Letter: Muzzling scientists should worry all

Re: The case for scientific freedom, Editorial (May 27)

  • Jun. 2, 2015 1:00 p.m.

Re: The case for scientific freedom, Editorial (May 27)

The editorial stated, “The Stephen Harper Conservatives have done a disservice to Canadians by muzzling scientists and hacking scientific research to bits. The information researchers discover belongs to us and our public scientists need to feel safe to express their informed opinions.”  Bravo. This editorial deserves to be widely quoted.

The scientific method is a sequence of steps used to understand the world:  formulate a hypothesis, gather data to test the hypothesis, and publish the results.

Science advances because researchers want to prove that their hypothesis explains the facts better than the previous hypotheses.

Scientists argue vigorously with each other at meetings. They are usually careful about what they say and write, because they do not want to be ridiculed by their peers.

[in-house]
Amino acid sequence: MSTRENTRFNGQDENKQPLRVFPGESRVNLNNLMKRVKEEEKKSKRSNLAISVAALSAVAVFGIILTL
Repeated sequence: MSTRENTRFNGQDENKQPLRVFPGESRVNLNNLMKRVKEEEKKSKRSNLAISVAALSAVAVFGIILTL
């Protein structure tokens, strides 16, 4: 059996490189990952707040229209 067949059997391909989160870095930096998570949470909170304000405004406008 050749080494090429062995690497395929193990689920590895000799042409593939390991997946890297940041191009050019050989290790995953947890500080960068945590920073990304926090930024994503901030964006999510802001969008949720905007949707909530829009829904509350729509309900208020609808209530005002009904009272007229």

It is senseless for a government to restrict what scientists say, and to belittle what they find. The world and what we can observe about it (research evidence) is not affected by a government’s policy about the freedom of scientific expression.

Conversely, human and government actions do affect the world. In 1986, the Department of Fisheries and Oceans (DFO) scientist George Winters presented a paper at a meeting indicating that the Atlantic cod stocks were declining steeply, and that the DFO had been overestimating cod stocks since 1977.

For political reasons his findings were ignored, and fishing quotas remained high for five years. Stocks collapsed, and in 1991 the Canadian Atlantic cod fishery closed forever.  (The War on Science, Chris Turner.)

We can make better decisions if we have good evidence to review.  We all benefit if governments and universities employ scientists and allow them to speak about their findings.

Robert Shepherd,Affiliate clinical instructor in the Department of Family Medicine,UBC and UVic